> >You don't indicate how long this box has been up. How long did it take
> >to get to 12 billion isam instructions? That would be kind of
> >to know. 1200 checkpoint waits - so 1000 hours? Or are you getting
> >checkpoints more frequently than CKPTINTL - my guess is yes, so maybe
> Yes, sorry, the system was up for approximately 4 days by the time I sent
> the mail.
> >You don't include an onstat -d - but from the -D I can see some layout
> >issues. Your dbspaces are deep, - probably designed around tables? They
> >are not balanced to the number of CPUs. A table fragmented over eight or
> >twelve dbspaces might perform better that one built on a single
> >dbspace. I'm not really sure what your schema is or your application -
> >YMMV. However you can see that the load on the disks is not even. Your
> >disks are getting hammered You number of temp spaces should be a
> >of the number of CPUs. I would pull the whole thing apart and rebuild it
> >just to get the disks to group on the onstat -d output. .
> I am starting to see disk bottlenecks yes. The previous weekend I
> unloaded and fragmented one of our bigger tables that gets accessed
> a lot.
> Fragmented by round robin and the disks seem much better this week.
> (This specific table gets a lot of reads and not so many writes).
> Could you perhaps elaborate a bit more on the issue of balancing dbspace
> the number of cpus ? Are you just refering to fragmentation of tables so
> that multithreading can take place ?
>If you have a table fragmented over 4 dbspaces and 4 CPUs, you will get 4
>scan threads. Odds are that they will run together and complete in about
>the same amount of time. If you have 5 dbspaces, then you will get 5 scan
>threads - one of those will have to bounce around from CPU to CPU. 8
>threads and you would get two per cpu - no bouncing. Mind you this is best
>when your database has to do scans of all fragments.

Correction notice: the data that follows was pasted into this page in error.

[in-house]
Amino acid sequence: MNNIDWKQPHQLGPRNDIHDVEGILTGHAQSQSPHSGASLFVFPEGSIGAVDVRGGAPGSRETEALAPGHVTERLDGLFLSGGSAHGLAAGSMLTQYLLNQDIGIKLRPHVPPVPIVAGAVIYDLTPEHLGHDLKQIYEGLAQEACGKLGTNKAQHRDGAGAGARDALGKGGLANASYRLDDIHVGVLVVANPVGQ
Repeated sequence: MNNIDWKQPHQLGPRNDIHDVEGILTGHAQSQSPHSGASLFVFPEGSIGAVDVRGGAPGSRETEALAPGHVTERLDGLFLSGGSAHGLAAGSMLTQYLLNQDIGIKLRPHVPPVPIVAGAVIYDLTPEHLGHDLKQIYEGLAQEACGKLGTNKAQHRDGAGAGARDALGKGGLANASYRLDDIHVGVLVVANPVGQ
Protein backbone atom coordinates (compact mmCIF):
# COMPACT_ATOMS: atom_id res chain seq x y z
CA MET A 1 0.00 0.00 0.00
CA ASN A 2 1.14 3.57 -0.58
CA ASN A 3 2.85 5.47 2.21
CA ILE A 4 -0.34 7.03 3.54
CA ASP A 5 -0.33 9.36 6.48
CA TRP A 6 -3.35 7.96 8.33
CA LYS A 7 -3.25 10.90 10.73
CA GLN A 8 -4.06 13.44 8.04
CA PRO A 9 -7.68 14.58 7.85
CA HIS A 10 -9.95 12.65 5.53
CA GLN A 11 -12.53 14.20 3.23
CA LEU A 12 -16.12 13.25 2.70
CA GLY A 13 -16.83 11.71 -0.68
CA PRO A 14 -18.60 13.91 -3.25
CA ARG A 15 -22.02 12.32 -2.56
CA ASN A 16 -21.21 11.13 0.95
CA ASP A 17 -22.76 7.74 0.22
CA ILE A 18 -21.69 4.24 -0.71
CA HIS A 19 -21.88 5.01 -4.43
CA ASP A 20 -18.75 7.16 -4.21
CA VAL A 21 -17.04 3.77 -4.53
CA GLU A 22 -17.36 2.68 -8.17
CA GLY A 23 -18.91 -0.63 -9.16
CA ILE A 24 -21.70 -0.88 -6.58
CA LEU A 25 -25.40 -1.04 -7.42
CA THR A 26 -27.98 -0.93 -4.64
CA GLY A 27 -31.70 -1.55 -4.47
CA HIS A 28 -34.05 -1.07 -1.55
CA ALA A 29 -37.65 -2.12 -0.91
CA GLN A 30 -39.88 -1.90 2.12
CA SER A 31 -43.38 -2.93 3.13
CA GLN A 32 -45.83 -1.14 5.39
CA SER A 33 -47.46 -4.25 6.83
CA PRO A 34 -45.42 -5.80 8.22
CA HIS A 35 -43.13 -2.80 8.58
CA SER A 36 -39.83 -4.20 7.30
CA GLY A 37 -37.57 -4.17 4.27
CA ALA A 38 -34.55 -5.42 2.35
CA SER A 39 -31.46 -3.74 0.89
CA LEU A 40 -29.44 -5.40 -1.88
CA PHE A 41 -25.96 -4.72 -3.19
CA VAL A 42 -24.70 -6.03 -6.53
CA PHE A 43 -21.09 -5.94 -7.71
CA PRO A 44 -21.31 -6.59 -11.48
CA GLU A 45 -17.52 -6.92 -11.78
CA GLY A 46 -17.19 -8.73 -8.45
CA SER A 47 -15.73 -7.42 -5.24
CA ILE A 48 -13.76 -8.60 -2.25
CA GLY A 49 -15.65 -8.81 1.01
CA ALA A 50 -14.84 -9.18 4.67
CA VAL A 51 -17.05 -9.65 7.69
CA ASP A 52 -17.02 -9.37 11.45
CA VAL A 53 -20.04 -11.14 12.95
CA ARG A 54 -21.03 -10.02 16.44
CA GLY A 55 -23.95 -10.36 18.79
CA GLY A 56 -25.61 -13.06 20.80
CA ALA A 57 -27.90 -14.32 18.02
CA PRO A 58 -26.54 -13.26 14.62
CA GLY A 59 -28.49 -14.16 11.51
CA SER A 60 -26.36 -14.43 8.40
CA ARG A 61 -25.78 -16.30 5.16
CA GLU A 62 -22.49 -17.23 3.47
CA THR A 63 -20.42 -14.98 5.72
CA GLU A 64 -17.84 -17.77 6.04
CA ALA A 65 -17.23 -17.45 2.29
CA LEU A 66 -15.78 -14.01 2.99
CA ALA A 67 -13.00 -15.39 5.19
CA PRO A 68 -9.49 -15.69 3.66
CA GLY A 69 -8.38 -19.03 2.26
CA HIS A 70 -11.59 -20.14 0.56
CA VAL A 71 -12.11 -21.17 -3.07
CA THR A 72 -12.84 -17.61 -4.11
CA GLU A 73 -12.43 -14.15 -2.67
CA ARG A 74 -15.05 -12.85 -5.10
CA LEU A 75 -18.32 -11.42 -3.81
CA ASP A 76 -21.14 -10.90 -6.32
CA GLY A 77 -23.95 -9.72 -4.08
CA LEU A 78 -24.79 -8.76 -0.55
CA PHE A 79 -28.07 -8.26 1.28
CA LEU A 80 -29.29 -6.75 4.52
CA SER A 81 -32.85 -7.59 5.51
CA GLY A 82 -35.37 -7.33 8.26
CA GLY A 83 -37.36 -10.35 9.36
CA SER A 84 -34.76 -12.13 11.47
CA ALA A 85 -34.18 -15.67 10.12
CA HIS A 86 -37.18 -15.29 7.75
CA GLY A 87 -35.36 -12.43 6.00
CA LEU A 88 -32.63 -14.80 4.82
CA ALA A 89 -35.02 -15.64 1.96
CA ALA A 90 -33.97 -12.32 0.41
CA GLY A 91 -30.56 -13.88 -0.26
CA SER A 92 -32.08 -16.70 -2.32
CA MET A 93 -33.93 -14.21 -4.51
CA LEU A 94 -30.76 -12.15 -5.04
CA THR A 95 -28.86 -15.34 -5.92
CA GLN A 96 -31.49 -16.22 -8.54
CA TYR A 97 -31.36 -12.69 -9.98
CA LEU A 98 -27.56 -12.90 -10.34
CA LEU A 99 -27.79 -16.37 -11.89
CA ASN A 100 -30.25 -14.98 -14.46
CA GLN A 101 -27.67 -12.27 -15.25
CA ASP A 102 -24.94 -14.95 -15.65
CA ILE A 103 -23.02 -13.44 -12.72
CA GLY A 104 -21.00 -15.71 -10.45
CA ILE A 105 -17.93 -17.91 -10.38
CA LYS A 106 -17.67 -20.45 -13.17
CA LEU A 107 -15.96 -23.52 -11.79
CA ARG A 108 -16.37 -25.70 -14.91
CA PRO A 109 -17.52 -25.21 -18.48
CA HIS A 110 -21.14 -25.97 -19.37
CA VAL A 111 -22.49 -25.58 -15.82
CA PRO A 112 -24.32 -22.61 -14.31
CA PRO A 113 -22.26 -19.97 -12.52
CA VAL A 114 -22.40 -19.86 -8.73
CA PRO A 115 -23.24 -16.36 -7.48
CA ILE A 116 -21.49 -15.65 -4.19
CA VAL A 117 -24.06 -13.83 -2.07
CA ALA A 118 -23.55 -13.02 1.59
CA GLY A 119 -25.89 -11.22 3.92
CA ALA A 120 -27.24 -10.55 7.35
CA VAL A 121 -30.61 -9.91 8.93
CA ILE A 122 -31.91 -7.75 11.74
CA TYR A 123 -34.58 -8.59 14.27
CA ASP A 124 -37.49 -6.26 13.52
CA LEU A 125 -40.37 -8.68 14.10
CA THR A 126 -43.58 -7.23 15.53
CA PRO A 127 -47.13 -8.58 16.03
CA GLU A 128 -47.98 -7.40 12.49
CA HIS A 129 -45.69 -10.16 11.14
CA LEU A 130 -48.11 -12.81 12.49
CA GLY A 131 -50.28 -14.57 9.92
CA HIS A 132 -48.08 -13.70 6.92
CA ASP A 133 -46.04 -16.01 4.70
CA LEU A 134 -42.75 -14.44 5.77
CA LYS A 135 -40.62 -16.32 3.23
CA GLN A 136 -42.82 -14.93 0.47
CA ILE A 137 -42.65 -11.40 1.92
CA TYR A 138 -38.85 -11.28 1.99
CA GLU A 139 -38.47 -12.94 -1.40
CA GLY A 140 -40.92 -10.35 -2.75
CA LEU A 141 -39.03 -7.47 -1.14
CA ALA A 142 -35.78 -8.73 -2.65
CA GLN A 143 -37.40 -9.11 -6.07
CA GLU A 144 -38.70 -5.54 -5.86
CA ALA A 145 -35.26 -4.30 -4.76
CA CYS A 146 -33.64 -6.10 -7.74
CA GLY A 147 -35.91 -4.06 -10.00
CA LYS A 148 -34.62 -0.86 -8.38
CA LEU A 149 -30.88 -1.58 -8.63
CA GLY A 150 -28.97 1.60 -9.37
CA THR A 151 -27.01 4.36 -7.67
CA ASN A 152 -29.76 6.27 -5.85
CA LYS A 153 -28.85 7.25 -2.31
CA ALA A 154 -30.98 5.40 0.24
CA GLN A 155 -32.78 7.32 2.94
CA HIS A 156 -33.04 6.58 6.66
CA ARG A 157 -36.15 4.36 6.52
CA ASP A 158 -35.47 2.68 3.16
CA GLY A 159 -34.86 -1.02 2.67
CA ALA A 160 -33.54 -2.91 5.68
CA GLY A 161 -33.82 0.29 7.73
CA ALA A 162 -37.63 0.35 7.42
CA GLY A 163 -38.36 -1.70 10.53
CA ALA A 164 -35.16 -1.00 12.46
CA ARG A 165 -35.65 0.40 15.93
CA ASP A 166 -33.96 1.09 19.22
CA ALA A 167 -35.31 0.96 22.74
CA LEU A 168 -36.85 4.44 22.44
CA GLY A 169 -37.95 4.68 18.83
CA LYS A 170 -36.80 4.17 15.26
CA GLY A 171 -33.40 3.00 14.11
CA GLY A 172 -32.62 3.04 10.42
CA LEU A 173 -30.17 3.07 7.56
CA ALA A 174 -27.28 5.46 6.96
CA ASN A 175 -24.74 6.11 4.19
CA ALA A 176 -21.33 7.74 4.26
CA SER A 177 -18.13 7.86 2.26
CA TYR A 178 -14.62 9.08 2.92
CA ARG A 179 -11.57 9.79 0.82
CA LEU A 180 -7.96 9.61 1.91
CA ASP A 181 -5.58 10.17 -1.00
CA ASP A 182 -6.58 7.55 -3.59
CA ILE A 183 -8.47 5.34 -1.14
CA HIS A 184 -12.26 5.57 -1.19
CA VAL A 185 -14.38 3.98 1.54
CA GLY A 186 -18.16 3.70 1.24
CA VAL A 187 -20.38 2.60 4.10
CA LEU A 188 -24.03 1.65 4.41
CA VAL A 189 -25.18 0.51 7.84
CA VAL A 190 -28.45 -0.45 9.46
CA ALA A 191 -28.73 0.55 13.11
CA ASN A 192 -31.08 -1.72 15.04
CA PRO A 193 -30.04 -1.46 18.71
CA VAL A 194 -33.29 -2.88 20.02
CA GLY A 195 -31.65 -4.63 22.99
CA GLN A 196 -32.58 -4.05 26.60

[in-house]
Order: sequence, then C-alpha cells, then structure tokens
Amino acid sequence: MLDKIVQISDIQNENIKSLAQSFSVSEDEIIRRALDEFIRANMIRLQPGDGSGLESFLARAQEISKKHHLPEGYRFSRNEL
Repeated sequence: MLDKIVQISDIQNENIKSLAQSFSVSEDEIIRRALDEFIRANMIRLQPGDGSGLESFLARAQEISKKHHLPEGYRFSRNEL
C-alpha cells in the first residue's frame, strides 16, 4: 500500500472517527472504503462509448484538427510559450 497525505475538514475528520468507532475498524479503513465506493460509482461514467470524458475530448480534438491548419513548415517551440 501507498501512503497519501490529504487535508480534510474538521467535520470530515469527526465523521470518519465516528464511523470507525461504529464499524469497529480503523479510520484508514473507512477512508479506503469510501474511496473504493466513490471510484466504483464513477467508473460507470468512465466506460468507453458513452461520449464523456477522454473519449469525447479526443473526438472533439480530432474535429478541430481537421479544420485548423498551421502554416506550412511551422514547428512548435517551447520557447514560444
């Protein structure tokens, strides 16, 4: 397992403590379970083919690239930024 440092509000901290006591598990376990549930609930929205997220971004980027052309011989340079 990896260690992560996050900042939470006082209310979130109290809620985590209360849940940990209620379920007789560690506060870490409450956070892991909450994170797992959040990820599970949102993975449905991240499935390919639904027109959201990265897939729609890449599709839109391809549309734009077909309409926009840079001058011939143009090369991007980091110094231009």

>Fragmented indices tend to also be shallower - hence not as many reads when
>looking for data. If the index is big........
>Round Robin is a lovely thing when it comes time to load, but it means no
>fragment elimination when it comes time to read. Read on.
This makes perfect sense thank you. The only thing that I still wonder about
is the round robin fragmentation. I would guess from what you are saying,
that round robin fragmentation for reading doesn't help, because of the
records not being contiguous, if you understand what I mean, ie. if I have
to do a sequential scan on a range of records, the time to access them,
because they are now scattered across fragments, will actually slow me down
> >Nice write cache hit rate. Read cache hit - ok.
> >4.5 million compresses? Someone is doing a lot of deletes to cause this.
> >Find them, blame them, make them pay. Look into why they are deleting -
> >perhaps truncates, or table rewrite would be more effective.
> In our environment we do a lot of deletes yes. Our data gets old quickly
> and then get moved to "history" tables. The data is still online and
> reports / queries still take place on the older data, especially the
> very recent records.